Digital Technology, Politics, and Policy-Making

Open access book by Fabrizio Gilardi: “The rise of digital technology has been the best of times, and also the worst, a roller coaster of hopes and fears: “social media have gone—in the popular imagination at least—from being a way for pro-democratic forces to fight autocrats to being a tool of outside actors who want to attack democracies” (Tucker et al., 2017, 47). The 2016 US presidential election raised fundamental questions regarding the compatibility of the internet with democracy (Persily, 2017). The divergent assessments of the promises and risks of digital technology has to do, in part, with the fact that it has become such a pervasive phenomenon. Whether digital technology is, on balance, a net benefit or harm for democratic processes and institutions depends on which specific aspects we focus on. Moreover, the assessment is not value neutral, because digital technology has become inextricably linked with our politics. As Farrell (2012, 47) argued a few years ago, “[a]s the Internet becomes politically normalized, it will be ever less appropriate to study it in isolation but ever more important to think clearly, and carefully, about its relationship to politics.” Reflecting on this issue requires going beyond the headlines, which tend to focus on the most dramatic concerns and may have a negativity bias common in news reporting in general. The shortage of hard facts in this area, linked to the singular challenges of studying the connection between digital technology and politics, exacerbates the problem.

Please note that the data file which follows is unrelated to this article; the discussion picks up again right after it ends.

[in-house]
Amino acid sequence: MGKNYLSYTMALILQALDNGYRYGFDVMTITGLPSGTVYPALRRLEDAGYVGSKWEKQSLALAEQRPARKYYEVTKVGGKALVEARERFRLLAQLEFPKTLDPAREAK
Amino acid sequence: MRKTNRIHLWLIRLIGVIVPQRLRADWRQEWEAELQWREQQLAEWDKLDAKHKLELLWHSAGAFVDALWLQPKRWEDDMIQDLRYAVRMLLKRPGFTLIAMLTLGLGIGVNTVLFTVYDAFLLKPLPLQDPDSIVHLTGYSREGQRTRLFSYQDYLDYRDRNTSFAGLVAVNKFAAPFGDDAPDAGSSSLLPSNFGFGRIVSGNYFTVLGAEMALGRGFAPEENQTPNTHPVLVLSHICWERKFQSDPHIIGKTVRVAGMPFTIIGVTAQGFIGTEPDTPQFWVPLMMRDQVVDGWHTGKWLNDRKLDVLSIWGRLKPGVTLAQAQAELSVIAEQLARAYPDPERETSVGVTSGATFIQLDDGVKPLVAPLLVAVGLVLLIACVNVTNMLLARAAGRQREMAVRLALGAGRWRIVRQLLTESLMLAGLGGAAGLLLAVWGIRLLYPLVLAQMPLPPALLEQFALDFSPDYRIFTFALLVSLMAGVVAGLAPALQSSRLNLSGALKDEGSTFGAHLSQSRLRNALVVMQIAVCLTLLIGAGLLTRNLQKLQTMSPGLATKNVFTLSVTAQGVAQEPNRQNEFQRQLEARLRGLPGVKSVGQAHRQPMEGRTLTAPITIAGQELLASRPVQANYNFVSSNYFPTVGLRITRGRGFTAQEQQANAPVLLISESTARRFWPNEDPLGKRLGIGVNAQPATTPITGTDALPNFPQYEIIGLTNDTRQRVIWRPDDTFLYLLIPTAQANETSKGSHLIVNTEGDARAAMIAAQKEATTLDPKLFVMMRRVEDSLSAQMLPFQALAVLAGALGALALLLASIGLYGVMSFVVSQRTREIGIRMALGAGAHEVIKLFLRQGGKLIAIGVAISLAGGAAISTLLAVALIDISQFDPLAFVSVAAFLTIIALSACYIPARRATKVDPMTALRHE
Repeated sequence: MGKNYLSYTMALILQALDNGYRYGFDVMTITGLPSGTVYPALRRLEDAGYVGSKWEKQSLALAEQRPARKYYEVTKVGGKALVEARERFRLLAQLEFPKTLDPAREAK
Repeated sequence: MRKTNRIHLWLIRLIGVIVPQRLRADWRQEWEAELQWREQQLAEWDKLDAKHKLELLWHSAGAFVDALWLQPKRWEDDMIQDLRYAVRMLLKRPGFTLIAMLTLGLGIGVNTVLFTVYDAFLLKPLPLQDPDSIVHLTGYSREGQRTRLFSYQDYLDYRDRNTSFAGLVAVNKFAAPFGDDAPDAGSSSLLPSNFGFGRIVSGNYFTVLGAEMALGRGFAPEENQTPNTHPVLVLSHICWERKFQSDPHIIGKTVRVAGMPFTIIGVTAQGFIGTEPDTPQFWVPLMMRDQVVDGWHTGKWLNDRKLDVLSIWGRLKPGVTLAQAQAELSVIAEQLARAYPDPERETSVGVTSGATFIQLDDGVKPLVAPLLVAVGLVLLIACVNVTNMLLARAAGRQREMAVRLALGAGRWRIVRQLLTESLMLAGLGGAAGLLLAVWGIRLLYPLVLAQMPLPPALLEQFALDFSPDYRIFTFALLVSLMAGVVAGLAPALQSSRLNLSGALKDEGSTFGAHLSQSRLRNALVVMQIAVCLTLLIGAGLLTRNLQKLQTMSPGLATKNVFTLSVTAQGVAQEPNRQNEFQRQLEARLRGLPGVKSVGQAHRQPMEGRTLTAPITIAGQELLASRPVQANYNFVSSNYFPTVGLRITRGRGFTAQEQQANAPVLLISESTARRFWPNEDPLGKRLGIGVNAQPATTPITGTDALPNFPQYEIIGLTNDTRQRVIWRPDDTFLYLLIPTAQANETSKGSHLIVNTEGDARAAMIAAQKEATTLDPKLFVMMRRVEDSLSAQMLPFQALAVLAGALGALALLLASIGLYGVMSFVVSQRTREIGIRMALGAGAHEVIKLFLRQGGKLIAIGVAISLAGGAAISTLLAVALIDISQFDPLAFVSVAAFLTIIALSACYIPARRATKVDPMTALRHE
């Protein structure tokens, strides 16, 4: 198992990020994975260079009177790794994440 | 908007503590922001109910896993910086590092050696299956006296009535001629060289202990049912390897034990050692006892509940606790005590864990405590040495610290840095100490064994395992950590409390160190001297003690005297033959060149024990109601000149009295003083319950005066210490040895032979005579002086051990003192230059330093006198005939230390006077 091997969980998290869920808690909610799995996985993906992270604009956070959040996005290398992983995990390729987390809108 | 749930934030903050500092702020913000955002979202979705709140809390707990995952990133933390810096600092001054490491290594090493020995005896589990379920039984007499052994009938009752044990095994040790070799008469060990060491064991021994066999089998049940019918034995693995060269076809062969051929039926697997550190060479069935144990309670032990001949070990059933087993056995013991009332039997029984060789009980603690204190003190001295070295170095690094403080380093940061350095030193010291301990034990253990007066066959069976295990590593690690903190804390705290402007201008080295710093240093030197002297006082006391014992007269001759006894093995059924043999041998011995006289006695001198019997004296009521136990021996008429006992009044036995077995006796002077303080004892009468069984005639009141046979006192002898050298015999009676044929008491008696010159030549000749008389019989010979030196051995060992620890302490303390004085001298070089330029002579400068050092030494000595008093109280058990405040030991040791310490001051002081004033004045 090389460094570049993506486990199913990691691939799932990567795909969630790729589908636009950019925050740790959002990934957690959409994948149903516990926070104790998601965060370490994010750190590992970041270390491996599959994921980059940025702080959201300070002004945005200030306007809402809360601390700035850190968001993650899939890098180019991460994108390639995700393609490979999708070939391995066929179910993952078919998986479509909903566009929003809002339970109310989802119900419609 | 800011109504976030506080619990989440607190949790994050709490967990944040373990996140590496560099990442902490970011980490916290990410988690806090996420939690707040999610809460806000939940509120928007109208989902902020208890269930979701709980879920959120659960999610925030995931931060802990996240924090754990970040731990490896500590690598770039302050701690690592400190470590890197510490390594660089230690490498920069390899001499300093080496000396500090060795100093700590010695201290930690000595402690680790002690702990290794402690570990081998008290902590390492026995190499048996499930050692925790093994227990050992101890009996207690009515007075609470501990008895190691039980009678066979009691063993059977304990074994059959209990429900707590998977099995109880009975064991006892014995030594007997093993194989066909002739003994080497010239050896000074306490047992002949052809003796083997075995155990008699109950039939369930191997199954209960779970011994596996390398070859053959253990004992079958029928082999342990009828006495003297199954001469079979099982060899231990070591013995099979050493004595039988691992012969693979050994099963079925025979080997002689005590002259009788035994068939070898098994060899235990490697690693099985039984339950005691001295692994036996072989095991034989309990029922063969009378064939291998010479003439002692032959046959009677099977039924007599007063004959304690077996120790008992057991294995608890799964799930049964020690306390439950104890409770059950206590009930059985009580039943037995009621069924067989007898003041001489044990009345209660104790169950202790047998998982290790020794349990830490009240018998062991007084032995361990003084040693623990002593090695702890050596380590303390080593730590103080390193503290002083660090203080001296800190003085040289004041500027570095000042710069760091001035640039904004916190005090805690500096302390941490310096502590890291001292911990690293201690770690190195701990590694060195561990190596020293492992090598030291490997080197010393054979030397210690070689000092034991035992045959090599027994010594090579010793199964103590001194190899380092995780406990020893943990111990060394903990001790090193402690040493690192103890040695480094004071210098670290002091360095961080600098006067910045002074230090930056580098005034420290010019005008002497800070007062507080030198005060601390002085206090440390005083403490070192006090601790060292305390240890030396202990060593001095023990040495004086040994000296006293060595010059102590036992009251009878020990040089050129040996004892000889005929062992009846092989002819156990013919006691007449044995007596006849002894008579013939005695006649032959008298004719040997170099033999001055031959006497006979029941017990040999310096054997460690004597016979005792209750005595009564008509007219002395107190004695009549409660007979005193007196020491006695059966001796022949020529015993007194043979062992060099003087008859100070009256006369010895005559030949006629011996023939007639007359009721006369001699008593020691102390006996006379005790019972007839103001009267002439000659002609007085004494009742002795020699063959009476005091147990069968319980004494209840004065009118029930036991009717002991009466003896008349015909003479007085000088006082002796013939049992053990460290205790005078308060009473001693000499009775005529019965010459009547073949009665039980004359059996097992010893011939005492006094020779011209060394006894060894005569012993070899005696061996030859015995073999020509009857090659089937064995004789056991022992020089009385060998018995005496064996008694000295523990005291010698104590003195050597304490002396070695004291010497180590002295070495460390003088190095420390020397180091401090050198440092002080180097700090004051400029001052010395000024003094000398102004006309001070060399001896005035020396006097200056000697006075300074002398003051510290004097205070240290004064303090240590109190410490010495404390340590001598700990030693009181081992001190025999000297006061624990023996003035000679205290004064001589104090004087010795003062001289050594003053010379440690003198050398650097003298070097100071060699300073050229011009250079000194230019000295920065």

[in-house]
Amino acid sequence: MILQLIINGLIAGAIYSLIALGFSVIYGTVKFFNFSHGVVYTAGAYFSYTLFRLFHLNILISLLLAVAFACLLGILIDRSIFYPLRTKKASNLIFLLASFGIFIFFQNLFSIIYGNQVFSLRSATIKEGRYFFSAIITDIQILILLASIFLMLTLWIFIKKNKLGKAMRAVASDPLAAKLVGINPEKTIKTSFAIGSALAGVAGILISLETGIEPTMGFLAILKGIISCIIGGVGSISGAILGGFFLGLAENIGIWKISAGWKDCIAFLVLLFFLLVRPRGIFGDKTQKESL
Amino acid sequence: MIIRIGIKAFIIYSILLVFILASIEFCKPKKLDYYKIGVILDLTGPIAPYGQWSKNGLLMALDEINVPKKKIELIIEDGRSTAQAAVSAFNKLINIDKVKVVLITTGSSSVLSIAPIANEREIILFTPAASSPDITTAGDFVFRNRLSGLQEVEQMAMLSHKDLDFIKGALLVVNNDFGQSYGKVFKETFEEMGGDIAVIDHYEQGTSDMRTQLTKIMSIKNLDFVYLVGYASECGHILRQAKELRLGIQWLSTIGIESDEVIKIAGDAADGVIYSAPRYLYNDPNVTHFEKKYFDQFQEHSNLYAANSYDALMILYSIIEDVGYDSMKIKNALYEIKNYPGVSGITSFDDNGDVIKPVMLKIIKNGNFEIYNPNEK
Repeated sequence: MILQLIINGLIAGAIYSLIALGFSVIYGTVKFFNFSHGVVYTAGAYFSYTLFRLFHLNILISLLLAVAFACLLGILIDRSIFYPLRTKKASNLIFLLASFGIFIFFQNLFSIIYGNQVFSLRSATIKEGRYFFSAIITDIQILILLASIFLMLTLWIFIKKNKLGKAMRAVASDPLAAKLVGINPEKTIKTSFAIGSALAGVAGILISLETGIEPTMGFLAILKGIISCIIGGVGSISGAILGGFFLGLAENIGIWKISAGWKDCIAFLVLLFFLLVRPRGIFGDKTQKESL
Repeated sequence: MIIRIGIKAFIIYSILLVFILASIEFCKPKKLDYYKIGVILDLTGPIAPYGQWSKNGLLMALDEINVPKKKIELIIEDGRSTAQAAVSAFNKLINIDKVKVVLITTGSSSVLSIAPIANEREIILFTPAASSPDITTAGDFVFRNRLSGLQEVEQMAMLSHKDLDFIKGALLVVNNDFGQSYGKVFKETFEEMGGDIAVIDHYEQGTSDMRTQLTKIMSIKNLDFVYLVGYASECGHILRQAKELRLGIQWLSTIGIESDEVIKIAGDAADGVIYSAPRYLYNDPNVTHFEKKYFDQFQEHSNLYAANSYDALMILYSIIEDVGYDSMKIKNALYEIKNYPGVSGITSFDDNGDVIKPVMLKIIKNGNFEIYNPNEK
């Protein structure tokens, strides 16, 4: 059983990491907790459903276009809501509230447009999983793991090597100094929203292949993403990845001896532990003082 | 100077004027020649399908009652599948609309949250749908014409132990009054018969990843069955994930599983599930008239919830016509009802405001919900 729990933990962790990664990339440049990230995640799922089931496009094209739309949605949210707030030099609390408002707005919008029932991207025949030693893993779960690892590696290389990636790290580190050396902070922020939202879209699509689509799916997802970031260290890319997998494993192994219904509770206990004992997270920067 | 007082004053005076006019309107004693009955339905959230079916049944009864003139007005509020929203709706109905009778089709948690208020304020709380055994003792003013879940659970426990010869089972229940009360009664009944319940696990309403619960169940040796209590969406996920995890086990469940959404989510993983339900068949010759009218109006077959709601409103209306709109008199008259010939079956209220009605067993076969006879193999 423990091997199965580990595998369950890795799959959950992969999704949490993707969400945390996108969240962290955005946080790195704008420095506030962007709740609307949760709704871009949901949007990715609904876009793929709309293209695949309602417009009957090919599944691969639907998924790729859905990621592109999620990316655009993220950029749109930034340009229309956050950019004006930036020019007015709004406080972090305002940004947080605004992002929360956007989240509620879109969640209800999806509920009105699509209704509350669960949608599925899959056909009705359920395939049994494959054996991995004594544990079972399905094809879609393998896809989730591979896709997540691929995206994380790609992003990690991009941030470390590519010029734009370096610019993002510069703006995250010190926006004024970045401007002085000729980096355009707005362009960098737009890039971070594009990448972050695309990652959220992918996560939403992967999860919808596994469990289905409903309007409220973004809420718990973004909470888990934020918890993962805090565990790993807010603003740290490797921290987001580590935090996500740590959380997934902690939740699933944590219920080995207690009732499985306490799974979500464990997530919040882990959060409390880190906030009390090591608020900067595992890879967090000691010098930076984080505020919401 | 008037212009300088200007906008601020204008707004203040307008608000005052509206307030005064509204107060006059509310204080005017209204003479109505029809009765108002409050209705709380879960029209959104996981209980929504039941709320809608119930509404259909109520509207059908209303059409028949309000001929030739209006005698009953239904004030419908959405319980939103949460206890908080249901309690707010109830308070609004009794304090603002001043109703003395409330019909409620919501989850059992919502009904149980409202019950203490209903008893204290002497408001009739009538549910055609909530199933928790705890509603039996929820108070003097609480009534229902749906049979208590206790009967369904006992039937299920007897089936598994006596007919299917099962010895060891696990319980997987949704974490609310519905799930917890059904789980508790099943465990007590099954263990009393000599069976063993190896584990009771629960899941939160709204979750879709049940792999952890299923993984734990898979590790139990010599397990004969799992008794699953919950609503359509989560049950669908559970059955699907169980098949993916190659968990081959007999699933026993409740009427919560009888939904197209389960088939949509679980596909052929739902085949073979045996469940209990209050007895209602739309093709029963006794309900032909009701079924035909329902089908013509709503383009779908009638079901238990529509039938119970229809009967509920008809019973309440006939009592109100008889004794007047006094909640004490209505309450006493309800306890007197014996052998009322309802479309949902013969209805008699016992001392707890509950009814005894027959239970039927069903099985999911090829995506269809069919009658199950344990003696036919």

Since it affects virtually every aspect of politic and policy-making, the nature and effects of digital technology have been studied from many different angles in increasingly fragmented literatures. For example, studies of disinformation and social media usually do not acknowledge research on the usage of artificial intelligence in public administration—for good reasons, because such is the nature of specialized academic research. Similarly, media attention tends to concentrate on the most newsworthy aspects, such as the role of Facebook in elections, without connecting them to other related phenomena. The compartmentalization of academic and public attention in this area is understandable, but it obscures the relationships that exist among the different parts. Moreover, the fact that scholarly and media attention are sometimes out of sync might lead policy-makers to focus on solutions before there is a scientific consensus on the nature and scale of the problems. For example, policy-makers may emphasize curbing “fake news” while there is still no agreement in the research community about its effects on political outcomes…(More)”.